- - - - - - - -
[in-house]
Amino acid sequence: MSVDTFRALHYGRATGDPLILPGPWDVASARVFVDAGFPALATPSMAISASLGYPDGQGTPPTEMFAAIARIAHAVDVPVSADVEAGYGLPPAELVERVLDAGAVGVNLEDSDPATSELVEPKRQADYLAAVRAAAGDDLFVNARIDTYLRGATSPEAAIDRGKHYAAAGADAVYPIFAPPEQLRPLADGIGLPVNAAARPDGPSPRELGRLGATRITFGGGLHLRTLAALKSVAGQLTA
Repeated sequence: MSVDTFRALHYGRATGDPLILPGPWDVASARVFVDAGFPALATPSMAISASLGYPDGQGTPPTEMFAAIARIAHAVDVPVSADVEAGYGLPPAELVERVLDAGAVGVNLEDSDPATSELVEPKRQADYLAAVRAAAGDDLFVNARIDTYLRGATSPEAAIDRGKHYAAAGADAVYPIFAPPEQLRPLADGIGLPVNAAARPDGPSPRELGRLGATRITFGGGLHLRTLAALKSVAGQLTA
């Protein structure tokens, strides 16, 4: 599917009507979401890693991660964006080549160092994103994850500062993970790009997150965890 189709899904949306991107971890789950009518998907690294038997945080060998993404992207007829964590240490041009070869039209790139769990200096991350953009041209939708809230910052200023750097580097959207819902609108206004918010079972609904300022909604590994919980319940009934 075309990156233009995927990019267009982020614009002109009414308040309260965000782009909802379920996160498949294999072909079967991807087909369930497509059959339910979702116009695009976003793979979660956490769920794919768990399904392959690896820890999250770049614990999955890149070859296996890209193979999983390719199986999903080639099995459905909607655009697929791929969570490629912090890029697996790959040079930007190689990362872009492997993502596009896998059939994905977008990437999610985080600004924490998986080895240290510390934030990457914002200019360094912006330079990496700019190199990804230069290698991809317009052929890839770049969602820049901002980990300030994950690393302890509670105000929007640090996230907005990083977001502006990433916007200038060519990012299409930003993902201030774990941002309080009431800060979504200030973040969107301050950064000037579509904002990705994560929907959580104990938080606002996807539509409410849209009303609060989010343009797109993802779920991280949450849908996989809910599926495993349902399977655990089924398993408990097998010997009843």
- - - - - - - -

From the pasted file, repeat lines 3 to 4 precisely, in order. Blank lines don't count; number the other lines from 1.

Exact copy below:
Repeated sequence: MSVDTFRALHYGRATGDPLILPGPWDVASARVFVDAGFPALATPSMAISASLGYPDGQGTPPTEMFAAIARIAHAVDVPVSADVEAGYGLPPAELVERVLDAGAVGVNLEDSDPATSELVEPKRQADYLAAVRAAAGDDLFVNARIDTYLRGATSPEAAIDRGKHYAAAGADAVYPIFAPPEQLRPLADGIGLPVNAAARPDGPSPRELGRLGATRITFGGGLHLRTLAALKSVAGQLTA
């Protein structure tokens, strides 16, 4: 599917009507979401890693991660964006080549160092994103994850500062993970790009997150965890 189709899904949306991107971890789950009518998907690294038997945080060998993404992207007829964590240490041009070869039209790139769990200096991350953009041209939708809230910052200023750097580097959207819902609108206004918010079972609904300022909604590994919980319940009934 075309990156233009995927990019267009982020614009002109009414308040309260965000782009909802379920996160498949294999072909079967991807087909369930497509059959339910979702116009695009976003793979979660956490769920794919768990399904392959690896820890999250770049614990999955890149070859296996890209193979999983390719199986999903080639099995459905909607655009697929791929969570490629912090890029697996790959040079930007190689990362872009492997993502596009896998059939994905977008990437999610985080600004924490998986080895240290510390934030990457914002200019360094912006330079990496700019190199990804230069290698991809317009052929890839770049969602820049901002980990300030994950690393302890509670105000929007640090996230907005990083977001502006990433916007200038060519990012299409930003993902201030774990941002309080009431800060979504200030973040969107301050950064000037579509904002990705994560929907959580104990938080606002996807539509409410849209009303609060989010343009797109993802779920991280949450849908996989809910599926495993349902399977655990089924398993408990097998010997009843």